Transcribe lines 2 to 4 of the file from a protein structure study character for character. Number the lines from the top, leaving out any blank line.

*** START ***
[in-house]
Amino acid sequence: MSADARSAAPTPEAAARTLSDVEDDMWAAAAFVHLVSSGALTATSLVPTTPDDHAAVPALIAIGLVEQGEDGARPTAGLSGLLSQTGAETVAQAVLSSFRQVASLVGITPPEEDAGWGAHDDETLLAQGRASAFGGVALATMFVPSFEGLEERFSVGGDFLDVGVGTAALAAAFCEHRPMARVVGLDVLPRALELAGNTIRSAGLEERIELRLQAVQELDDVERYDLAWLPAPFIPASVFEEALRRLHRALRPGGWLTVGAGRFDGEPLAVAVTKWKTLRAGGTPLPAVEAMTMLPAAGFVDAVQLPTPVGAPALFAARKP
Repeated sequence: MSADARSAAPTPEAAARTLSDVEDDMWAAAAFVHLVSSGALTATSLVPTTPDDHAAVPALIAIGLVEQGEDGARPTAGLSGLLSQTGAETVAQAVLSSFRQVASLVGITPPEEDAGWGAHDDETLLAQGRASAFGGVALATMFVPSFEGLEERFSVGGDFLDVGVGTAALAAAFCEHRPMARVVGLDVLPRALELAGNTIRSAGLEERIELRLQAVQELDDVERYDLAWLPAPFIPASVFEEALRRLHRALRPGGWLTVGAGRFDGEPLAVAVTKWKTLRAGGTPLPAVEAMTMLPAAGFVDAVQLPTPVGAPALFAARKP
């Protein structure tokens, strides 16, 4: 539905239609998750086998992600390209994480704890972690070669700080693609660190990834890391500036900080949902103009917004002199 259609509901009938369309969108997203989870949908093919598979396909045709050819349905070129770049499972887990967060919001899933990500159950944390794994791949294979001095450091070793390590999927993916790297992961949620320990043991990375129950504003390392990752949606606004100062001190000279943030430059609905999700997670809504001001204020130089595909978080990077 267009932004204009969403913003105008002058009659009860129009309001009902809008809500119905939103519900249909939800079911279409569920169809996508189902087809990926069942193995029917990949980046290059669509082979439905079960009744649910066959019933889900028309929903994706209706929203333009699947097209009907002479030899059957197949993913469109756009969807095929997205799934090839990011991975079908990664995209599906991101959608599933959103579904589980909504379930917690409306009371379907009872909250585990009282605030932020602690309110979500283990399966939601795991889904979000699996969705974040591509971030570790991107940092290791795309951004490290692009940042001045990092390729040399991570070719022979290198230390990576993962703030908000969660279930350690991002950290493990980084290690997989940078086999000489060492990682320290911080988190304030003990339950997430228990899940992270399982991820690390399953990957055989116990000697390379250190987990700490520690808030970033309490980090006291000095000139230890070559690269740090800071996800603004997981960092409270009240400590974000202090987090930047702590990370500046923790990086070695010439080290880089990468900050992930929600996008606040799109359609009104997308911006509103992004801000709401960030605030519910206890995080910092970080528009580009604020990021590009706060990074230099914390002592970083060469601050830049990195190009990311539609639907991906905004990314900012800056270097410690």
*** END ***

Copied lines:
Amino acid sequence: MSADARSAAPTPEAAARTLSDVEDDMWAAAAFVHLVSSGALTATSLVPTTPDDHAAVPALIAIGLVEQGEDGARPTAGLSGLLSQTGAETVAQAVLSSFRQVASLVGITPPEEDAGWGAHDDETLLAQGRASAFGGVALATMFVPSFEGLEERFSVGGDFLDVGVGTAALAAAFCEHRPMARVVGLDVLPRALELAGNTIRSAGLEERIELRLQAVQELDDVERYDLAWLPAPFIPASVFEEALRRLHRALRPGGWLTVGAGRFDGEPLAVAVTKWKTLRAGGTPLPAVEAMTMLPAAGFVDAVQLPTPVGAPALFAARKP
Repeated sequence: MSADARSAAPTPEAAARTLSDVEDDMWAAAAFVHLVSSGALTATSLVPTTPDDHAAVPALIAIGLVEQGEDGARPTAGLSGLLSQTGAETVAQAVLSSFRQVASLVGITPPEEDAGWGAHDDETLLAQGRASAFGGVALATMFVPSFEGLEERFSVGGDFLDVGVGTAALAAAFCEHRPMARVVGLDVLPRALELAGNTIRSAGLEERIELRLQAVQELDDVERYDLAWLPAPFIPASVFEEALRRLHRALRPGGWLTVGAGRFDGEPLAVAVTKWKTLRAGGTPLPAVEAMTMLPAAGFVDAVQLPTPVGAPALFAARKP
């Protein structure tokens, strides 16, 4: 539905239609998750086998992600390209994480704890972690070669700080693609660190990834890391500036900080949902103009917004002199 259609509901009938369309969108997203989870949908093919598979396909045709050819349905070129770049499972887990967060919001899933990500159950944390794994791949294979001095450091070793390590999927993916790297992961949620320990043991990375129950504003390392990752949606606004100062001190000279943030430059609905999700997670809504001001204020130089595909978080990077 267009932004204009969403913003105008002058009659009860129009309001009902809008809500119905939103519900249909939800079911279409569920169809996508189902087809990926069942193995029917990949980046290059669509082979439905079960009744649910066959019933889900028309929903994706209706929203333009699947097209009907002479030899059957197949993913469109756009969807095929997205799934090839990011991975079908990664995209599906991101959608599933959103579904589980909504379930917690409306009371379907009872909250585990009282605030932020602690309110979500283990399966939601795991889904979000699996969705974040591509971030570790991107940092290791795309951004490290692009940042001045990092390729040399991570070719022979290198230390990576993962703030908000969660279930350690991002950290493990980084290690997989940078086999000489060492990682320290911080988190304030003990339950997430228990899940992270399982991820690390399953990957055989116990000697390379250190987990700490520690808030970033309490980090006291000095000139230890070559690269740090800071996800603004997981960092409270009240400590974000202090987090930047702590990370500046923790990086070695010439080290880089990468900050992930929600996008606040799109359609009104997308911006509103992004801000709401960030605030519910206890995080910092970080528009580009604020990021590009706060990074230099914390002592970083060469601050830049990195190009990311539609639907991906905004990314900012800056270097410690």